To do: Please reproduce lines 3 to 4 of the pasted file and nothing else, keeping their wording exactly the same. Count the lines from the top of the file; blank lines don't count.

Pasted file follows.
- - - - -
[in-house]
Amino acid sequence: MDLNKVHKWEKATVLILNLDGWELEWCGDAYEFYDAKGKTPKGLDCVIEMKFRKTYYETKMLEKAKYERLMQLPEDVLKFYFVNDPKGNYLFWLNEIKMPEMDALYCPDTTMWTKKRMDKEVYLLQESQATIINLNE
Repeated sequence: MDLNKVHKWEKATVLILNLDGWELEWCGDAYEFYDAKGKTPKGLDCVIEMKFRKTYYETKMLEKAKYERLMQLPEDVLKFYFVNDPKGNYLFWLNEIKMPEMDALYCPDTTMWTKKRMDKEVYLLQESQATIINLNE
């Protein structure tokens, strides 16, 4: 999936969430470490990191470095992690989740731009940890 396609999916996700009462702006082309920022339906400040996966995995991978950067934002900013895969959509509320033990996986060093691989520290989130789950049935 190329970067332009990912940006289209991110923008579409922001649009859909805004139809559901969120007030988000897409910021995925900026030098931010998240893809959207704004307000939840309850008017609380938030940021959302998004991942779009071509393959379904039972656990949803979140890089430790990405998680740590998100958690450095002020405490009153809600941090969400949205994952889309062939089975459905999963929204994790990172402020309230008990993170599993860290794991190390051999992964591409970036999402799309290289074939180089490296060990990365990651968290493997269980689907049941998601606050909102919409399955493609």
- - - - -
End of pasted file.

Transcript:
Repeated sequence: MDLNKVHKWEKATVLILNLDGWELEWCGDAYEFYDAKGKTPKGLDCVIEMKFRKTYYETKMLEKAKYERLMQLPEDVLKFYFVNDPKGNYLFWLNEIKMPEMDALYCPDTTMWTKKRMDKEVYLLQESQATIINLNE
């Protein structure tokens, strides 16, 4: 999936969430470490990191470095992690989740731009940890 396609999916996700009462702006082309920022339906400040996966995995991978950067934002900013895969959509509320033990996986060093691989520290989130789950049935 190329970067332009990912940006289209991110923008579409922001649009859909805004139809559901969120007030988000897409910021995925900026030098931010998240893809959207704004307000939840309850008017609380938030940021959302998004991942779009071509393959379904039972656990949803979140890089430790990405998680740590998100958690450095002020405490009153809600941090969400949205994952889309062939089975459905999963929204994790990172402020309230008990993170599993860290794991190390051999992964591409970036999402799309290289074939180089490296060990990365990651968290493997269980689907049941998601606050909102919409399955493609």